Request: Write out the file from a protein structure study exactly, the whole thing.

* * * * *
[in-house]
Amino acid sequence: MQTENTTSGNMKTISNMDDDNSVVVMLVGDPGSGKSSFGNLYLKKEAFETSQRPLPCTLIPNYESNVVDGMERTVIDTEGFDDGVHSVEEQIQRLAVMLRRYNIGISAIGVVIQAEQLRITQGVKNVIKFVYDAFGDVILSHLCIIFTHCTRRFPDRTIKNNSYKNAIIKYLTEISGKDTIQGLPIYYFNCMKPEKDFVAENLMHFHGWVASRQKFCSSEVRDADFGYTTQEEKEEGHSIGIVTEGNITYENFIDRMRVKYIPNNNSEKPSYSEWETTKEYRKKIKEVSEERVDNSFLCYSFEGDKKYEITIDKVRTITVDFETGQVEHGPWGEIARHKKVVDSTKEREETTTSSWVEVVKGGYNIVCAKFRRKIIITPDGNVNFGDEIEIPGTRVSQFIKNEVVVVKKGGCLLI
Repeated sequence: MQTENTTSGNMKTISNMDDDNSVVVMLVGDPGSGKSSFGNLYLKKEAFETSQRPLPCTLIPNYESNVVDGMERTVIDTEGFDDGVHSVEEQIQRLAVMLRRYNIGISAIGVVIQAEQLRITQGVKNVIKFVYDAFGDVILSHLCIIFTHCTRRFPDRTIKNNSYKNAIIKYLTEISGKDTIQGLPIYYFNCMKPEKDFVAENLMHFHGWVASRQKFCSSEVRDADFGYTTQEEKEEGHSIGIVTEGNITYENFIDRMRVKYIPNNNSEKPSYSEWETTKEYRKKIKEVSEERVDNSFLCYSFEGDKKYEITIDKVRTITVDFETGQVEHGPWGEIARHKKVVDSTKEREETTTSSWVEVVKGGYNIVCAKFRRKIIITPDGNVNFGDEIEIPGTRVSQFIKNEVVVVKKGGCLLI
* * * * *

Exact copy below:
[in-house]
Amino acid sequence: MQTENTTSGNMKTISNMDDDNSVVVMLVGDPGSGKSSFGNLYLKKEAFETSQRPLPCTLIPNYESNVVDGMERTVIDTEGFDDGVHSVEEQIQRLAVMLRRYNIGISAIGVVIQAEQLRITQGVKNVIKFVYDAFGDVILSHLCIIFTHCTRRFPDRTIKNNSYKNAIIKYLTEISGKDTIQGLPIYYFNCMKPEKDFVAENLMHFHGWVASRQKFCSSEVRDADFGYTTQEEKEEGHSIGIVTEGNITYENFIDRMRVKYIPNNNSEKPSYSEWETTKEYRKKIKEVSEERVDNSFLCYSFEGDKKYEITIDKVRTITVDFETGQVEHGPWGEIARHKKVVDSTKEREETTTSSWVEVVKGGYNIVCAKFRRKIIITPDGNVNFGDEIEIPGTRVSQFIKNEVVVVKKGGCLLI
Repeated sequence: MQTENTTSGNMKTISNMDDDNSVVVMLVGDPGSGKSSFGNLYLKKEAFETSQRPLPCTLIPNYESNVVDGMERTVIDTEGFDDGVHSVEEQIQRLAVMLRRYNIGISAIGVVIQAEQLRITQGVKNVIKFVYDAFGDVILSHLCIIFTHCTRRFPDRTIKNNSYKNAIIKYLTEISGKDTIQGLPIYYFNCMKPEKDFVAENLMHFHGWVASRQKFCSSEVRDADFGYTTQEEKEEGHSIGIVTEGNITYENFIDRMRVKYIPNNNSEKPSYSEWETTKEYRKKIKEVSEERVDNSFLCYSFEGDKKYEITIDKVRTITVDFETGQVEHGPWGEIARHKKVVDSTKEREETTTSSWVEVVKGGYNIVCAKFRRKIIITPDGNVNFGDEIEIPGTRVSQFIKNEVVVVKKGGCLLI